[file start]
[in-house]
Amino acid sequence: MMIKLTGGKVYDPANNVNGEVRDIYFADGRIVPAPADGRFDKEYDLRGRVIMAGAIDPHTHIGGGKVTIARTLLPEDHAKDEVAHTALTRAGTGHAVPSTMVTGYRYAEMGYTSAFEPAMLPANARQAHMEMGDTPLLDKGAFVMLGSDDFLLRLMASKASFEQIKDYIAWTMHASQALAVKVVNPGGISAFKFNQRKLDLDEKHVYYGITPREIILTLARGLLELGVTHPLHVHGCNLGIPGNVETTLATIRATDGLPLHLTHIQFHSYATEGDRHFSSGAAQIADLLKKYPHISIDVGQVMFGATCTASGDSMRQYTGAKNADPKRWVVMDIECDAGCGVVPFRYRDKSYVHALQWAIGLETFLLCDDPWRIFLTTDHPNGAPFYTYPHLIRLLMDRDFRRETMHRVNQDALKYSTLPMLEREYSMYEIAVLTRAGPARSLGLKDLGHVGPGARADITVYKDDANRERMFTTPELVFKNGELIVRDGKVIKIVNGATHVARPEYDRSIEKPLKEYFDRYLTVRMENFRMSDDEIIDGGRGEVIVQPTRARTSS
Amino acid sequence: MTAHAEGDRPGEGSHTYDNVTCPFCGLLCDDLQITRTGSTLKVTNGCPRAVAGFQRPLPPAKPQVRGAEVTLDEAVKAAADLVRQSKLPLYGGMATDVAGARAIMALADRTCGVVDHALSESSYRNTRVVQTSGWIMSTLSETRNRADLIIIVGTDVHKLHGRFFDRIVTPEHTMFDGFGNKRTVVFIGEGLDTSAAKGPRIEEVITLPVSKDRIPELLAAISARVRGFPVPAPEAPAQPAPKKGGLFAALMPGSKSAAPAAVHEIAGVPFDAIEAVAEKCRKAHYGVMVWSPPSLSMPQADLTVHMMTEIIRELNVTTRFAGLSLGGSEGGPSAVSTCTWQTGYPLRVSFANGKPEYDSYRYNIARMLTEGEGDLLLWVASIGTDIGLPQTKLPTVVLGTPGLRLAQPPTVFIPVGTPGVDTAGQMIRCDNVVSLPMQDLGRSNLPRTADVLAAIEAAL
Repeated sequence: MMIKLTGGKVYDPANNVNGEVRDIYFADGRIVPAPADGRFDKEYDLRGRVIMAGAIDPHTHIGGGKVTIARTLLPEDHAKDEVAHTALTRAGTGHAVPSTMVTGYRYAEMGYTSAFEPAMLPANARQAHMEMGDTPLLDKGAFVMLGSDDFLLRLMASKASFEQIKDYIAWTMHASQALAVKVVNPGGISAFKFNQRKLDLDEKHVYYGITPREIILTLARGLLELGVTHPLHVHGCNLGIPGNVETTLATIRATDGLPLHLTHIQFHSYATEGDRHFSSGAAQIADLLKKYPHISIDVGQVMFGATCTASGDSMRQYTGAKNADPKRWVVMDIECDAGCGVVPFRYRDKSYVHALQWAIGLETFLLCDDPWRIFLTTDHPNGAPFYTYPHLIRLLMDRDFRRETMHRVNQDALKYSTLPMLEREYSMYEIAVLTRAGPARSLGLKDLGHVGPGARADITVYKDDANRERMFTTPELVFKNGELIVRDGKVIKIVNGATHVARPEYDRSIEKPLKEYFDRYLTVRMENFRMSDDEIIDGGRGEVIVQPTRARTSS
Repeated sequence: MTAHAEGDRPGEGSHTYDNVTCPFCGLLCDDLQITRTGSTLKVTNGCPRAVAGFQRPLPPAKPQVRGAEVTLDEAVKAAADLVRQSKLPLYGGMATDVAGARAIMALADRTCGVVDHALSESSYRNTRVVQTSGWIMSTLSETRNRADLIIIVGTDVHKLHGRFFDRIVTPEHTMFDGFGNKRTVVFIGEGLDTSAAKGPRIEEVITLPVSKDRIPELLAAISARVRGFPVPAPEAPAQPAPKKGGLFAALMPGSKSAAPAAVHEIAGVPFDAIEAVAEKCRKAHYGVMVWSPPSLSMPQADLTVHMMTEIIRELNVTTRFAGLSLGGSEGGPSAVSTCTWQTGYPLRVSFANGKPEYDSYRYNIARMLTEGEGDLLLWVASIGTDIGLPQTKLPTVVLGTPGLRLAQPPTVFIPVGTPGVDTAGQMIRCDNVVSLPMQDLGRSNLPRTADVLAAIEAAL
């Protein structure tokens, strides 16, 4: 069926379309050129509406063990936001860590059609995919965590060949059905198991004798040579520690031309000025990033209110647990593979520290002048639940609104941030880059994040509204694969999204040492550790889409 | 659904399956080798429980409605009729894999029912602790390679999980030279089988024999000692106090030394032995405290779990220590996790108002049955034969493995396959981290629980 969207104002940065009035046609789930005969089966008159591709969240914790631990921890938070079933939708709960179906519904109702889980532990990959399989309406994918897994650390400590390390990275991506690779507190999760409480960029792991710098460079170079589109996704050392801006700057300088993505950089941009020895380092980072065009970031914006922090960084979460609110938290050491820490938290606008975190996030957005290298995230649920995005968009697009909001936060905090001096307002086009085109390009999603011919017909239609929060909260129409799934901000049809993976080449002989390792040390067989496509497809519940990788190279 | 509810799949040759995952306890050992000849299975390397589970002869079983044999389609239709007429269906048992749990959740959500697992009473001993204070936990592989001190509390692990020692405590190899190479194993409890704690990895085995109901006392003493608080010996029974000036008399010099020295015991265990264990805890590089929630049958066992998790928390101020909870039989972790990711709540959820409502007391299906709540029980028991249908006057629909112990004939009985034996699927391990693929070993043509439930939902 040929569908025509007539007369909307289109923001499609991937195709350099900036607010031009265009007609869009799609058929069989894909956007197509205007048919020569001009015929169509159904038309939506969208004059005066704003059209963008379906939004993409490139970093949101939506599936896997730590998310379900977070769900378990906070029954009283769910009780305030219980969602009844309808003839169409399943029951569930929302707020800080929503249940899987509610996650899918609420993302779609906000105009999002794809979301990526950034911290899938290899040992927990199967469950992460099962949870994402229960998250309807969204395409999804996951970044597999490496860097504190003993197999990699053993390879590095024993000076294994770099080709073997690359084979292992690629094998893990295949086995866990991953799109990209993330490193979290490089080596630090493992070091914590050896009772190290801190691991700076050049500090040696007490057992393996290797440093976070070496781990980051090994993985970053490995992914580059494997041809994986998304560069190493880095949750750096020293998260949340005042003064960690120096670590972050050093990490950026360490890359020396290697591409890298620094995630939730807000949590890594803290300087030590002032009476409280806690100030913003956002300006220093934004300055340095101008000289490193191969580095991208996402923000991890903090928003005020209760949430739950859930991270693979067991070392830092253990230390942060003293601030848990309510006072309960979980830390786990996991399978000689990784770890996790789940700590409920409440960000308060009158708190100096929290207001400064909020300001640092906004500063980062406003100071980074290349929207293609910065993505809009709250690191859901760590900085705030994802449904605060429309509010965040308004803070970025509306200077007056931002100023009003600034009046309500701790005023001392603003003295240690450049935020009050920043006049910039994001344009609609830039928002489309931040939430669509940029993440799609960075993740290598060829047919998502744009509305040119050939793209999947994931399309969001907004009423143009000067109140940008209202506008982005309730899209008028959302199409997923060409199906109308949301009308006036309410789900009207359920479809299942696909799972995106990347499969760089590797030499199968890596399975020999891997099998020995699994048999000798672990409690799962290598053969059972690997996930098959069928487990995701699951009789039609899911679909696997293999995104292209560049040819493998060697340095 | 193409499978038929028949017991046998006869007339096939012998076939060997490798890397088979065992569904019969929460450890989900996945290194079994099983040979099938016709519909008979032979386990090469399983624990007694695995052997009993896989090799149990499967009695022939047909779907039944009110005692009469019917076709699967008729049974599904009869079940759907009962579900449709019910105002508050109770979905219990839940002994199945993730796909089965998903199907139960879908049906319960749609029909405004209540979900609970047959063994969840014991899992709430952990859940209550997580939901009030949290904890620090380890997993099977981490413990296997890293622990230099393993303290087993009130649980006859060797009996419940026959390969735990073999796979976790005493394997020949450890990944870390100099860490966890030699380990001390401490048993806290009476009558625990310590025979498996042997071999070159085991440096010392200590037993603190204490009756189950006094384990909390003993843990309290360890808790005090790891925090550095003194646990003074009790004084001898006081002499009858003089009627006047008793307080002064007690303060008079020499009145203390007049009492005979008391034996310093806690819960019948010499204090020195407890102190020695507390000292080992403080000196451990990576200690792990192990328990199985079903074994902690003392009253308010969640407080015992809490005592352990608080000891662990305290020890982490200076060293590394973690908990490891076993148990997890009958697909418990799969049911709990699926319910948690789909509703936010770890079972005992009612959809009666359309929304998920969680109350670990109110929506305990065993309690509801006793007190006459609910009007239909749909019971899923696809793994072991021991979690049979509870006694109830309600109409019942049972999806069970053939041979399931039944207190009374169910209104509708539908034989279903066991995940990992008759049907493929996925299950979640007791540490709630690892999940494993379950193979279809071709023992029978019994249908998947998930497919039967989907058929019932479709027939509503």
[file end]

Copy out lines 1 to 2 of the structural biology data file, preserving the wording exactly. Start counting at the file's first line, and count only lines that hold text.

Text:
[in-house]
Amino acid sequence: MMIKLTGGKVYDPANNVNGEVRDIYFADGRIVPAPADGRFDKEYDLRGRVIMAGAIDPHTHIGGGKVTIARTLLPEDHAKDEVAHTALTRAGTGHAVPSTMVTGYRYAEMGYTSAFEPAMLPANARQAHMEMGDTPLLDKGAFVMLGSDDFLLRLMASKASFEQIKDYIAWTMHASQALAVKVVNPGGISAFKFNQRKLDLDEKHVYYGITPREIILTLARGLLELGVTHPLHVHGCNLGIPGNVETTLATIRATDGLPLHLTHIQFHSYATEGDRHFSSGAAQIADLLKKYPHISIDVGQVMFGATCTASGDSMRQYTGAKNADPKRWVVMDIECDAGCGVVPFRYRDKSYVHALQWAIGLETFLLCDDPWRIFLTTDHPNGAPFYTYPHLIRLLMDRDFRRETMHRVNQDALKYSTLPMLEREYSMYEIAVLTRAGPARSLGLKDLGHVGPGARADITVYKDDANRERMFTTPELVFKNGELIVRDGKVIKIVNGATHVARPEYDRSIEKPLKEYFDRYLTVRMENFRMSDDEIIDGGRGEVIVQPTRARTSS